Researchers have developed a new nerve-illuminating tool, which will help surgeons to avoid accidentally injuring nerves and identify nerves requiring repair.
The new tool, which has been developed by Kenneth Chin and Patrick Chin, uses an optical technique called collimated polarized light imaging (CPLi) to identify nerves during surgery.
The new noninvasive approach is said to use polarized light to make nerves surpass from other tissue, which will allow surgeons to avoid accidentally injuring nerves.
Kenneth Chin is a medical student at the Academic Medical Center (AMC), University of Amsterdam, Netherlands. He later joined a research group headed by Thomas van Gulik, who was a surgeon at the Academic Medical Center.
The research group further developed the tool into a practical system, which can be deployed in the operating room
Researchers said the surgeon using CPLi technology can 100% correctly identify nerves in a human hand compared to an accuracy rate of 77% for the surgeon who identified nerves using only a visual inspection.
CPLi uses a polarized beam of light to sort out the tissue. When this light passes through a nerve, the tissue’s unique internal structure contemplates the light in a way, which is dependent on how the nerve fiber is oriented compared to the orientation of the polarization of the light.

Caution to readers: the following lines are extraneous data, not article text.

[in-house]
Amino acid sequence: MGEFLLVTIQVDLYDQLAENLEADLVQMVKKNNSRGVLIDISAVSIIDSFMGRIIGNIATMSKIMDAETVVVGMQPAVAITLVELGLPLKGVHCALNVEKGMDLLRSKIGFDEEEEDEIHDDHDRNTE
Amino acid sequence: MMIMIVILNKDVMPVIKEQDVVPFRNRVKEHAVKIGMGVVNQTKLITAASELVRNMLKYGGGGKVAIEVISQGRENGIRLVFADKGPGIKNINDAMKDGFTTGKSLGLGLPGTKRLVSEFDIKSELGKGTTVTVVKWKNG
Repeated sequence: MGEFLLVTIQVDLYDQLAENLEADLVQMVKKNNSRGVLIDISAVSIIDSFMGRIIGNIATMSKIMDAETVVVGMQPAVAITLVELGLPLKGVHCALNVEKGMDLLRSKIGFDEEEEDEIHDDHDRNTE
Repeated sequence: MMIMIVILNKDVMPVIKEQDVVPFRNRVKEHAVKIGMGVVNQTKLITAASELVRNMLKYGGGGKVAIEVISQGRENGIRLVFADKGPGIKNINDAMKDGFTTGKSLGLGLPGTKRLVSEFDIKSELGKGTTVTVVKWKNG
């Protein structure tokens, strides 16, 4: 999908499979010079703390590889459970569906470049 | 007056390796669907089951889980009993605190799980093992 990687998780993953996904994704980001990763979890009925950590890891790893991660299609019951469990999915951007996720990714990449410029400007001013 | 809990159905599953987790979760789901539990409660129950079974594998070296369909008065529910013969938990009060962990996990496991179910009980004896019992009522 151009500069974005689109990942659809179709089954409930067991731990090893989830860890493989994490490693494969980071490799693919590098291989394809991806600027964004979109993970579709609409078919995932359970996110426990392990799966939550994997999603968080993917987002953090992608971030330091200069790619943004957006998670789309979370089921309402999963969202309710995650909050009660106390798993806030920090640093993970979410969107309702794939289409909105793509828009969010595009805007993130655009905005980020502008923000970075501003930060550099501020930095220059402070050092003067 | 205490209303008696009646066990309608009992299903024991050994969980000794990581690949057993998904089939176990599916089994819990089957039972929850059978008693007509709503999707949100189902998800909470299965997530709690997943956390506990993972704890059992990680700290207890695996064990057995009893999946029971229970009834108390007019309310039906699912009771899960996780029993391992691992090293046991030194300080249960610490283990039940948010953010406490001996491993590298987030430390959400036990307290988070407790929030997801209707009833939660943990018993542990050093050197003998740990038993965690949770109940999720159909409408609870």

The reflection appears to switch on and off when the light’s polarization is rotated, making the nerve tissue stand out from other tissue.
Researchers used it to examine 13 tissue sites from the hand of a human cadaver, after testing the technique on animal tissue.
The surgeon using visual inspection correctly identified nerve tissue in 10 of the 13 cases, while the surgeon using CPLi correctly identified nerve tissue in all cases.
Chin said: “We have shown that nerves can be distinguished in human tissue by detecting the interaction of light with the structure of nerves without the need for fluorescent markers or physical interaction.
“Using an intraoperative, noninvasive real-time method minimizes potential nerve damage, which can result in fewer negative consequences such as reduced function, loss of sensation or chronic pain.”
Image: The blue arrow highlights a vertical structure which appears whiter after rotating the polarizers. Photo: courtesy of Kenneth Chin, Academic Medical Center